Deciding killer's fate took much thought

By Johnny Johnson Published: March 9, 2008
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NORMAN — The conviction was the easy part.

The mutilated body of Jamie Rose Bolin was found stuffed in a plastic storage tub in Kevin Ray Underwood's apartment in Purcell in April 2006. There was a detailed video confession in which Underwood spared no details about his crime.

Defense attorneys, who did not present a case or even cross-examine most witnesses, told jurors they expected them to find their client guilty.

When closing arguments were made, it took the seven-man, five-woman jury only about 25 minutes to return a guilty verdict. The deliberation between life and death, however, was much different.

The same jury that came back with a guilty verdict after 25 minutes was sequestered in the deliberation room for 8 hours and 15 minutes before they were able to come to a consensus on punishment.

"It was getting to the point where if we didn't come to a decision (Friday night), it was going to take a couple more days,” said Ryan Gadberry, 22, a juror.

The capital murder trial was the first jury duty for Gadberry, and it disturbed the Chesapeake Energy welder more than he thought

possible.

"I wouldn't have wished this on anybody,” he said, referring to the horrific images he can't seem to shake. "I haven't slept in three weeks, man. I'm going to have to talk to my pastor about it this weekend.”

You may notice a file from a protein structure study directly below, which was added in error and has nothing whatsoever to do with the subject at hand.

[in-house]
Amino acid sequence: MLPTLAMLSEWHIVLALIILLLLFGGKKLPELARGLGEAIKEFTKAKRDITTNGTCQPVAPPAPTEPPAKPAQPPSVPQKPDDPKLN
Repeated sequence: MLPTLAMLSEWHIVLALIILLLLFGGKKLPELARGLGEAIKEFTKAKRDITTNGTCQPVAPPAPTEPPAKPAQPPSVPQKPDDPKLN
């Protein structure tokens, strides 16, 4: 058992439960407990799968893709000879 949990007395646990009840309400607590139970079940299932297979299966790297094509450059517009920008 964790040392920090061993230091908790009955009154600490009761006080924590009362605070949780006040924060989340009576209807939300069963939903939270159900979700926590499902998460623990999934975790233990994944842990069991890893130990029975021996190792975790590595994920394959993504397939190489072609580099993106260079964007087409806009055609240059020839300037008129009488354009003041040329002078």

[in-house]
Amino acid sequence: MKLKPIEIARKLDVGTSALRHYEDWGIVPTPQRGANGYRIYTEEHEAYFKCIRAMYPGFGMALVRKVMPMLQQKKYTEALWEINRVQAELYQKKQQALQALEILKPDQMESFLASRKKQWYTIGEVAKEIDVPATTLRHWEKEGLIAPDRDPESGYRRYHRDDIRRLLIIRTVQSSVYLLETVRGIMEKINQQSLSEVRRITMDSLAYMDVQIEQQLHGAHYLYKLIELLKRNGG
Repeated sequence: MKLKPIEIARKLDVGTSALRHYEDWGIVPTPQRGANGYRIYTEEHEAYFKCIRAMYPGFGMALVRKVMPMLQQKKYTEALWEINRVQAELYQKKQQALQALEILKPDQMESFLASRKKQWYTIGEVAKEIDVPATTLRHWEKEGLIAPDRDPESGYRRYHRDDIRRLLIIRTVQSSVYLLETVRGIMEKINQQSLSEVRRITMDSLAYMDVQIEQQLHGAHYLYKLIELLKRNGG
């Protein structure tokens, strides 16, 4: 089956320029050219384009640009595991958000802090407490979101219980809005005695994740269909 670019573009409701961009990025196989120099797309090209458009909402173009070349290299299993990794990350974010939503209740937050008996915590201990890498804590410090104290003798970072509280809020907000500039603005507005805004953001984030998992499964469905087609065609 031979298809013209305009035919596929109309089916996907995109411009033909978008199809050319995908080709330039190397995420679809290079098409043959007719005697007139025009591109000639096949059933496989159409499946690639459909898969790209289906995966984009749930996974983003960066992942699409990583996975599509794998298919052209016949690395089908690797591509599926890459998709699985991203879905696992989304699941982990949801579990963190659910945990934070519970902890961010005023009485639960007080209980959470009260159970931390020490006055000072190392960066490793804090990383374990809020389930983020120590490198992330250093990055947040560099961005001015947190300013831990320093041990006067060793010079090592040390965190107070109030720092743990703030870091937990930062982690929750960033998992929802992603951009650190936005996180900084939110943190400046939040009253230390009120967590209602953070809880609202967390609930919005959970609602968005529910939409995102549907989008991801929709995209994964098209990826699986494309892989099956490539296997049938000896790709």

Juror Claudette Brumit said there's a big difference between just saying that you don't oppose the death penalty and actually deciding that someone should die.

When closing statements concluded, Brumit said, she was not in agreement with the majority.

Most of the jurors were ready to take a vote immediately, but Brumit said she was not ready for that and needed to talk about it first.


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District attorney discusses trial
For Greg Mashburn, allowing convicted killer Kevin Ray Underwood to continue breathing was never an option — not after hearing that eerie matter-of-fact confession that is now burned into the Cleveland County district attorney's mind.

"There are murder cases where life without parole is appropriate,” Mashburn said.

"But this was not the case. And if I thought that was justice, I would have pleaded it over a year ago.”

So for more than a year, he prepared, until the only thing left was convincing 12 others that taking the life of a human being — even one with obvious mental disorders — is sometimes the right thing to do.

Mashburn said he was pleased with the jury's decision and appreciated the tremendous burden involved in deciding someone's fate.

But ultimately, he said, they made the right choice.

At first blush, even those who support the death penalty might wonder if the state would be best served by Underwood's death.

Couldn't psychologists study his mind ?

Mashburn said the defense called three mental health experts to interview Underwood, 28, and none of them could ever really get inside the man's mind to find out why he chose to act out his fantasies.

As sick as some people's thoughts are, Mashburn explained, having sick thoughts is not a crime.

"They studied him backwards and forwards,” Mashburn said. "And they got all the info they could get out of him. There's nothing else to study.”

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